Mud and Blood: The Courage of Cross


(before I got hurt)

Right now, I’m drinking Typhoo tea, eating rice pudding, watching a TED talk about vulnerability in relationships and all I can think about is my relationship with cyclocross.

The presenter, Brené Brown, is talking about courage. She is saying that it is different from bravery in that it is about telling the whole story of who you are with your heart. It is about telling your imperfections; these imperfections are part of who you are.

Now, two days later and I’m riding on grass. I’m “one, two, three” jumping onto my bike. Do it. Jump. Lift off.

But, I can’t. I’m stunted motion. Before cyclocross practice, I’m talking with a friend and we are listing our goals of the season. Mine: to mount my bike in the proper cross fashion. It is a kind of delicate hop. When done properly, it is beauty on a bike. It is smooth, fluid motion. It is that delicious crème of espresso. It shows you know what the hell you’re doing out there on the course.

For me, cyclocross is transitions. It is literally being on the bike and then hopping off of it. It is transition from summer to fall. It is road to indoor training. I know others who cyclocross is the whole burrito. It’s the reason they bike, but for me, it’s more like a little dessert at the end of a hard, trying, but ultimately satisfying road season.

Cross is also about vulnerability. It is five o’clock on a Thursday coming to a tree filled field by a lake. It is about going there without much ego. It is putting myself out there. It is getting on the bike and just trying. It also falling, getting hurt; it is often, mud and blood.

At this Thursday’s practice, there is this moment when I am in the peanut (a small course set up to practice turns) and I am pure reaction. I am finding the apex, finding the right line. I am trying to go fast and turning and not being scared. I have transcended the fear of last year’s season. After this much riding in the summer, I am more comfortable on my bike and with these new wheels and tires, I have so much control and my fitness level has improved. I can turn and be alright. I realize I am just one big smile across my face because I feel like I’m doing a pretty good job.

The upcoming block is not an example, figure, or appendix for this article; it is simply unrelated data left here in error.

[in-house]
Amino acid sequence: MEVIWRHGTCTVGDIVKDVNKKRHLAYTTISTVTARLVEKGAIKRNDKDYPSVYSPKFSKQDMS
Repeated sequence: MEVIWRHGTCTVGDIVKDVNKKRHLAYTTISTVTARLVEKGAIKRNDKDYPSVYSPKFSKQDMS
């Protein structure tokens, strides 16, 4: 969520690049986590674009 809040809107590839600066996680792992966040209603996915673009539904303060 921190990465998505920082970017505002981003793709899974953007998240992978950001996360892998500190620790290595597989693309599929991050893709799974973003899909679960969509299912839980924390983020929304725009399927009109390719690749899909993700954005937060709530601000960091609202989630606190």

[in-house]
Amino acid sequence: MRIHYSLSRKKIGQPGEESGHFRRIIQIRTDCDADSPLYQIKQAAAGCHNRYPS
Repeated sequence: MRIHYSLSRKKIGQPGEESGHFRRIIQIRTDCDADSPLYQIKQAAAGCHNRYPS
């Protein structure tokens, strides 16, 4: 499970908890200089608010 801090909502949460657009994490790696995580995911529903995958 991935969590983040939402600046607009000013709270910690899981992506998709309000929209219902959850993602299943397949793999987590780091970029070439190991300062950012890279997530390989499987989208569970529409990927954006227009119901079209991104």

Then, the group of us, maybe fifty people, line up in a mass start. It’s the mock race around the park. I am one of these fifty: one tiny star in a galaxy. I don’t mind. I come here to learn. I don’t come here to win. Not yet anyway. We are off and it is tight at first. We are nearly knocking into one another’s wheels.

I am trying to pass my teammate. It’s funny to ride like this. Usually I’m trying to be on her wheel, not overtake her. I want to beat her though. I really want to beat her. That’s what I like about this teammate, we can compete with or against each other and at the end of the day, we’re still going to have that beer together. I’m behind her and I pass her and I see my other friend speed up on the inside and I’m trying to create some room. I feel good on the rollers. I’m moving along. Then, I get to the stairs and I know she’s going to beat me here. I’m fine with the dismount and the run up the six steps, but then getting back on, I’m molasses and she beats me here. Then I’m on and hop over the brick, and I think I can beat her on the descent. I nearly crash on her back wheel, but I don’t and I’m okay and then I pass her on the turn and we joke because on the straight away she flies by me. Then we get to the barriers and this thing happens. I get scared. I’m coming in fast and I’ve unclipped one leg but then I feel my center break and I’m falling onto my bike. I’m descending down, smashing into. I’m gears into leg, chain ripping through skin.

I get up and hear my breathing as I pick up my bike. It’s asthmatic. It’s choppy. I wonder if I’m okay. I look down and I see blood and grease and the outline off a chain in my thigh. I am not okay and then it’s blood and tears on my gloves and the consoling words of my fellow cyclists.

And now, it’s the next morning and I’m at work wearing a skirt with this massive bruise and a two inch line of scabbing blood showing. I still have grease stains on my legs. I couldn’t wipe them off this morning, so I go into the college looking like a hooligan. I wonder if people think street fighting is my outside of academics hobby. It’s not a bad look, but not the most professional.

Cyclocross is hard. It’s brutal at times, at least for me. However, to crash sometimes is to show your vulnerability. I am human and I fall. To be courageous is to dare to try to be the person you admire, your best self. Cyclocross is scary and rough, but I am learning. This fall I want to ride cross and to live my life, quite proudly, with the notion that I must try and not give up. This is and has always been the story of my heart.